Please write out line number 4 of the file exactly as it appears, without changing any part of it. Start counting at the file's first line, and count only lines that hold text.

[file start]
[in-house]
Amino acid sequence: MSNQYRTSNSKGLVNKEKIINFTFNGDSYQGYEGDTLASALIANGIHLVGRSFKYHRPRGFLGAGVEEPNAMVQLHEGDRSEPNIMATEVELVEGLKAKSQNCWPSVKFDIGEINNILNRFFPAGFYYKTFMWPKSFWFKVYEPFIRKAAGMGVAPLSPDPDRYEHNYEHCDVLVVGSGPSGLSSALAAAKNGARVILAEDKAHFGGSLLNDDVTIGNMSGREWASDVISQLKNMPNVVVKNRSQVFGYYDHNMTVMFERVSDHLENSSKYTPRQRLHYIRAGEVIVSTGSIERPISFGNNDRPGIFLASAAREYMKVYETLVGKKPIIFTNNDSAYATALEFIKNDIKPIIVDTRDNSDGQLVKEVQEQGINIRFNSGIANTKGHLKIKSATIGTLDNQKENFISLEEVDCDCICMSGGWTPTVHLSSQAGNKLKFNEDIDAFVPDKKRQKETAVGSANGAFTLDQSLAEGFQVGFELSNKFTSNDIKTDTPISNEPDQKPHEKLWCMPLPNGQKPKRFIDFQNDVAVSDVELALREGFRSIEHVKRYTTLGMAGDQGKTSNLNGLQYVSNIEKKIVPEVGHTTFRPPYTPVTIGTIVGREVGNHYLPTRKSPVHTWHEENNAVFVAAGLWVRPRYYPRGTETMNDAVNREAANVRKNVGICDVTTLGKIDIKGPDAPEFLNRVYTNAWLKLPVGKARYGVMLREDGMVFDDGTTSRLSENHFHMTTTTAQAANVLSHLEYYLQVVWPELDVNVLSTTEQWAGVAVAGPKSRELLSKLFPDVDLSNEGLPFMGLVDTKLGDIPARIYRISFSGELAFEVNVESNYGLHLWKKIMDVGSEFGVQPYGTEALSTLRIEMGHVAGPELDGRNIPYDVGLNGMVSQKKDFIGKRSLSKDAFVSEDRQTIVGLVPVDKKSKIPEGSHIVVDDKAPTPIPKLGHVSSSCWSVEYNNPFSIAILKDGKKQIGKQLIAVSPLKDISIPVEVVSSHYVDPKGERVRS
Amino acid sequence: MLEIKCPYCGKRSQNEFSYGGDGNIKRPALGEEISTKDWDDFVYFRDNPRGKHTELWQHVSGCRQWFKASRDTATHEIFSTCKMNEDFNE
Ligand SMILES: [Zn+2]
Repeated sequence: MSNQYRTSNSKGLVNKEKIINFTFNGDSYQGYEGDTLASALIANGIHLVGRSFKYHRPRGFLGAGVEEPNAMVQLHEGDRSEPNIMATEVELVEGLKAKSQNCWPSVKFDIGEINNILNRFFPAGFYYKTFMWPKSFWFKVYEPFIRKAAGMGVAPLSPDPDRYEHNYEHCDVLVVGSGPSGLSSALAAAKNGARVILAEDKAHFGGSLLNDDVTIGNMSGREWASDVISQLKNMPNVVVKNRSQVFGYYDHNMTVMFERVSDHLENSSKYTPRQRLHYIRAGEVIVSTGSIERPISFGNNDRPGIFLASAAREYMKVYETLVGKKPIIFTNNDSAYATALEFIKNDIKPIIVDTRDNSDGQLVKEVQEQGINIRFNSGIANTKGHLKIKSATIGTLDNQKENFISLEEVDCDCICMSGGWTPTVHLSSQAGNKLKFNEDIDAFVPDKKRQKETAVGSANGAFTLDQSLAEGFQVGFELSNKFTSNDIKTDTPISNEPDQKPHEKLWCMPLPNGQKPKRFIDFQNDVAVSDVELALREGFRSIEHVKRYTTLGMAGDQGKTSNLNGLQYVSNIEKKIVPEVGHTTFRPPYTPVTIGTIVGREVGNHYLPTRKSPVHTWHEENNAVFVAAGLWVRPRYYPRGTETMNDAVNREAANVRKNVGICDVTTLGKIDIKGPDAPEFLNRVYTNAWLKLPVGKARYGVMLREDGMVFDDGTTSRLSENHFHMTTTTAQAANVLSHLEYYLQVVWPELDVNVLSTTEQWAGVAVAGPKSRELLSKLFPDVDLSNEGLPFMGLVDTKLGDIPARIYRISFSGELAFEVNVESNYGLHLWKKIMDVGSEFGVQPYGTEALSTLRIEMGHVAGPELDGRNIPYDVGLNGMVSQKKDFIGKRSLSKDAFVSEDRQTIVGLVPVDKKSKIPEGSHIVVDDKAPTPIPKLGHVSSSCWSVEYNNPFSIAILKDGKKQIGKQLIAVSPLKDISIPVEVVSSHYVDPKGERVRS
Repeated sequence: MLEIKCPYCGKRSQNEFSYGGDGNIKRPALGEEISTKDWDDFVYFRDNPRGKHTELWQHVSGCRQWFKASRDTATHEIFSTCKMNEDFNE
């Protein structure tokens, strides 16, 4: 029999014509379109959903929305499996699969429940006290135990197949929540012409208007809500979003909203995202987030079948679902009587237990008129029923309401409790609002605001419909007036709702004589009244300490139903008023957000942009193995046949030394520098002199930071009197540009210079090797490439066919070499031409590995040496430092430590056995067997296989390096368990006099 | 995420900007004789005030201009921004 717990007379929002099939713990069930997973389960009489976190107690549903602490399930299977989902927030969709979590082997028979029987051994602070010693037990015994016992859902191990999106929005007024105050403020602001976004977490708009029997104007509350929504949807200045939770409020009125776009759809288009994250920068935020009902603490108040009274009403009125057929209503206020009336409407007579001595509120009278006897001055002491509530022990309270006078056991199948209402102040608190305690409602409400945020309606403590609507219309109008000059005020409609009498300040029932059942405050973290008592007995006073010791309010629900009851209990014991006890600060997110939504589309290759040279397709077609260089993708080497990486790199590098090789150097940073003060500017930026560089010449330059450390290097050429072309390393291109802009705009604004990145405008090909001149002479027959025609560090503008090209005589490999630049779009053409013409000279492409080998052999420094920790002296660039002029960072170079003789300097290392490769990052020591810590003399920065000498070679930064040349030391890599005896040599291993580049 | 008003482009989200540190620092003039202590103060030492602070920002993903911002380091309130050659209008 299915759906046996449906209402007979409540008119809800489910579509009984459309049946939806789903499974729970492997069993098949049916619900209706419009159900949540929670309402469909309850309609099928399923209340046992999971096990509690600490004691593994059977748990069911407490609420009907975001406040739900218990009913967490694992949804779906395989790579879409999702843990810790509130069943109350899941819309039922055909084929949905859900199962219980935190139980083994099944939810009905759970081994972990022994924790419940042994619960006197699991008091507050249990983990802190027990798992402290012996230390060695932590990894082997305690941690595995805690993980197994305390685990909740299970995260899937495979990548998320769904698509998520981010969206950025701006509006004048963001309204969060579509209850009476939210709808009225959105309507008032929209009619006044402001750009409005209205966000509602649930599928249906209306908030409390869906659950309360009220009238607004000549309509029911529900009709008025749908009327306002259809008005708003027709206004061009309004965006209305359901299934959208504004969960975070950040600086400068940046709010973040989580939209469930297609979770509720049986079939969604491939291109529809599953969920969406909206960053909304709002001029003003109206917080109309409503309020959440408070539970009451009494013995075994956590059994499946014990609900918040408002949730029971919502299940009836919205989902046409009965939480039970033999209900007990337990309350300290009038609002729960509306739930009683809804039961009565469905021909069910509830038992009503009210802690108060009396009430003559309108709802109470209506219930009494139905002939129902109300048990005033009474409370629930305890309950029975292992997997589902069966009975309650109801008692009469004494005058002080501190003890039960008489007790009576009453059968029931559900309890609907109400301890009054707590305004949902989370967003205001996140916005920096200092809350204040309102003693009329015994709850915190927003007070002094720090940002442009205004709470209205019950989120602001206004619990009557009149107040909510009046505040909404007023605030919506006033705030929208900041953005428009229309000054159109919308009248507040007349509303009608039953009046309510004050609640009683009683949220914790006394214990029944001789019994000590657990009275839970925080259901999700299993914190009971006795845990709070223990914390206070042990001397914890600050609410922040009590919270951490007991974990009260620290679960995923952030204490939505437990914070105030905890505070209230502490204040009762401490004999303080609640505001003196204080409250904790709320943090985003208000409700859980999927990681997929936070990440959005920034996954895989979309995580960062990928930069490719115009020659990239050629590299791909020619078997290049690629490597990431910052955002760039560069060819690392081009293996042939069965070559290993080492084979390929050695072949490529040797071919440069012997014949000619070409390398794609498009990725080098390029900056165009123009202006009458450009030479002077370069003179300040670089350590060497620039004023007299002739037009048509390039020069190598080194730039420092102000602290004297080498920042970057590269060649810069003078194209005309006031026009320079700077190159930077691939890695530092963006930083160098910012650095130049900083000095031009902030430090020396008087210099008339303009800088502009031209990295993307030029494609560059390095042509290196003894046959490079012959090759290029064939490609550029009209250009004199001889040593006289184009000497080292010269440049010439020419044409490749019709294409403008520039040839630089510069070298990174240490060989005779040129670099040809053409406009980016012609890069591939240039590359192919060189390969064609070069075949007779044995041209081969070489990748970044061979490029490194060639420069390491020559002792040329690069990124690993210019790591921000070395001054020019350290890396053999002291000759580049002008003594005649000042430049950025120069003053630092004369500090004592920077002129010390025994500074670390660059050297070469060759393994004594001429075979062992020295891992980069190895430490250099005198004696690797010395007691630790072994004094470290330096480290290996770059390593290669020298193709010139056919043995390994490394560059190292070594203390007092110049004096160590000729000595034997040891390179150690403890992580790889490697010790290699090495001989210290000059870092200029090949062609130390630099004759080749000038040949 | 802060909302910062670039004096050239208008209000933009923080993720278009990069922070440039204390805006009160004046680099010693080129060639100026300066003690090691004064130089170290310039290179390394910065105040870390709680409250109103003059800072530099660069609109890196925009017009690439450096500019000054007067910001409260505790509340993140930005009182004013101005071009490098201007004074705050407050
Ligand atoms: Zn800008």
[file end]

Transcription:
Ligand SMILES: [Zn+2]